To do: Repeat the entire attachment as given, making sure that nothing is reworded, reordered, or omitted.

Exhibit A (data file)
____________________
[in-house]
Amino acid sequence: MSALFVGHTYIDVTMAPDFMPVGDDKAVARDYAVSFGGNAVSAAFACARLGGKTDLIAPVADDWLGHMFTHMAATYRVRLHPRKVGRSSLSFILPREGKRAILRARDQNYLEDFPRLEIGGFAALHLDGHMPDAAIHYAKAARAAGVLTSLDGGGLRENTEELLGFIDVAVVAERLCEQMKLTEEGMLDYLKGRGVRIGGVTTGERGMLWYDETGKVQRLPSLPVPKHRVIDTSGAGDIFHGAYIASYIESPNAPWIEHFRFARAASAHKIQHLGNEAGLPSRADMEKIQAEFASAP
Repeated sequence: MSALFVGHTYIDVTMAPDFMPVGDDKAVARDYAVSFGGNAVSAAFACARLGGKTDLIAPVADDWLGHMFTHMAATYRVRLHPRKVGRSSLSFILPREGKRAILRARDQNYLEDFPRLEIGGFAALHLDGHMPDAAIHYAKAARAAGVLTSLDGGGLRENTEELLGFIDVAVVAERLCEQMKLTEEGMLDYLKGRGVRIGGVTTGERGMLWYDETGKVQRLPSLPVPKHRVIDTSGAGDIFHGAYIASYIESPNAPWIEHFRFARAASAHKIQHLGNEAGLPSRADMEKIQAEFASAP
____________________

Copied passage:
[in-house]
Amino acid sequence: MSALFVGHTYIDVTMAPDFMPVGDDKAVARDYAVSFGGNAVSAAFACARLGGKTDLIAPVADDWLGHMFTHMAATYRVRLHPRKVGRSSLSFILPREGKRAILRARDQNYLEDFPRLEIGGFAALHLDGHMPDAAIHYAKAARAAGVLTSLDGGGLRENTEELLGFIDVAVVAERLCEQMKLTEEGMLDYLKGRGVRIGGVTTGERGMLWYDETGKVQRLPSLPVPKHRVIDTSGAGDIFHGAYIASYIESPNAPWIEHFRFARAASAHKIQHLGNEAGLPSRADMEKIQAEFASAP
Repeated sequence: MSALFVGHTYIDVTMAPDFMPVGDDKAVARDYAVSFGGNAVSAAFACARLGGKTDLIAPVADDWLGHMFTHMAATYRVRLHPRKVGRSSLSFILPREGKRAILRARDQNYLEDFPRLEIGGFAALHLDGHMPDAAIHYAKAARAAGVLTSLDGGGLRENTEELLGFIDVAVVAERLCEQMKLTEEGMLDYLKGRGVRIGGVTTGERGMLWYDETGKVQRLPSLPVPKHRVIDTSGAGDIFHGAYIASYIESPNAPWIEHFRFARAASAHKIQHLGNEAGLPSRADMEKIQAEFASAP